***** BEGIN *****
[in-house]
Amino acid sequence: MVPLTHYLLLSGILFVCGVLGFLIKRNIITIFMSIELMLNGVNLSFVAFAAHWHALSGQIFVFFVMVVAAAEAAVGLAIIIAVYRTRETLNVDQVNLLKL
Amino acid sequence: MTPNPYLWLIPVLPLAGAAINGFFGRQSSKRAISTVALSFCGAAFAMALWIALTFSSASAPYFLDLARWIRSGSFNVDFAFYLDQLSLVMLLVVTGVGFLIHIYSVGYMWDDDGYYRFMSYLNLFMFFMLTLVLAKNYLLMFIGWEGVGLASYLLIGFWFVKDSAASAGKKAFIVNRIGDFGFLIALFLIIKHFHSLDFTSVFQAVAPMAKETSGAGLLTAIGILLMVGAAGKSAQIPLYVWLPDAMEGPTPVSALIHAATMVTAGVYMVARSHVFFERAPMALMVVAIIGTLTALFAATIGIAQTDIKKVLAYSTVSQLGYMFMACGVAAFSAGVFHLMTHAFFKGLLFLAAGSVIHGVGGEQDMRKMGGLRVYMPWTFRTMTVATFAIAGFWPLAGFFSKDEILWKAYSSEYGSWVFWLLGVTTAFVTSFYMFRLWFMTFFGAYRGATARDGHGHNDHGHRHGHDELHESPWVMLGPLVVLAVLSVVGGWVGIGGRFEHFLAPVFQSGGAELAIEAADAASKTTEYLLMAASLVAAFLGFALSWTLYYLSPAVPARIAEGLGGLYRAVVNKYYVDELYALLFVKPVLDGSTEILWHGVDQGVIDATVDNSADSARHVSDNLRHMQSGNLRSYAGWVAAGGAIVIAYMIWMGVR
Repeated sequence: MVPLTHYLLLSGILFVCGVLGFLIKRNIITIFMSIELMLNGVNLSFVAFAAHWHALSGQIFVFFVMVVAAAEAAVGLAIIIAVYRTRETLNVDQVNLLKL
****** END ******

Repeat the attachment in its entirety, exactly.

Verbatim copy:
[in-house]
Amino acid sequence: MVPLTHYLLLSGILFVCGVLGFLIKRNIITIFMSIELMLNGVNLSFVAFAAHWHALSGQIFVFFVMVVAAAEAAVGLAIIIAVYRTRETLNVDQVNLLKL
Amino acid sequence: MTPNPYLWLIPVLPLAGAAINGFFGRQSSKRAISTVALSFCGAAFAMALWIALTFSSASAPYFLDLARWIRSGSFNVDFAFYLDQLSLVMLLVVTGVGFLIHIYSVGYMWDDDGYYRFMSYLNLFMFFMLTLVLAKNYLLMFIGWEGVGLASYLLIGFWFVKDSAASAGKKAFIVNRIGDFGFLIALFLIIKHFHSLDFTSVFQAVAPMAKETSGAGLLTAIGILLMVGAAGKSAQIPLYVWLPDAMEGPTPVSALIHAATMVTAGVYMVARSHVFFERAPMALMVVAIIGTLTALFAATIGIAQTDIKKVLAYSTVSQLGYMFMACGVAAFSAGVFHLMTHAFFKGLLFLAAGSVIHGVGGEQDMRKMGGLRVYMPWTFRTMTVATFAIAGFWPLAGFFSKDEILWKAYSSEYGSWVFWLLGVTTAFVTSFYMFRLWFMTFFGAYRGATARDGHGHNDHGHRHGHDELHESPWVMLGPLVVLAVLSVVGGWVGIGGRFEHFLAPVFQSGGAELAIEAADAASKTTEYLLMAASLVAAFLGFALSWTLYYLSPAVPARIAEGLGGLYRAVVNKYYVDELYALLFVKPVLDGSTEILWHGVDQGVIDATVDNSADSARHVSDNLRHMQSGNLRSYAGWVAAGGAIVIAYMIWMGVR
Repeated sequence: MVPLTHYLLLSGILFVCGVLGFLIKRNIITIFMSIELMLNGVNLSFVAFAAHWHALSGQIFVFFVMVVAAAEAAVGLAIIIAVYRTRETLNVDQVNLLKL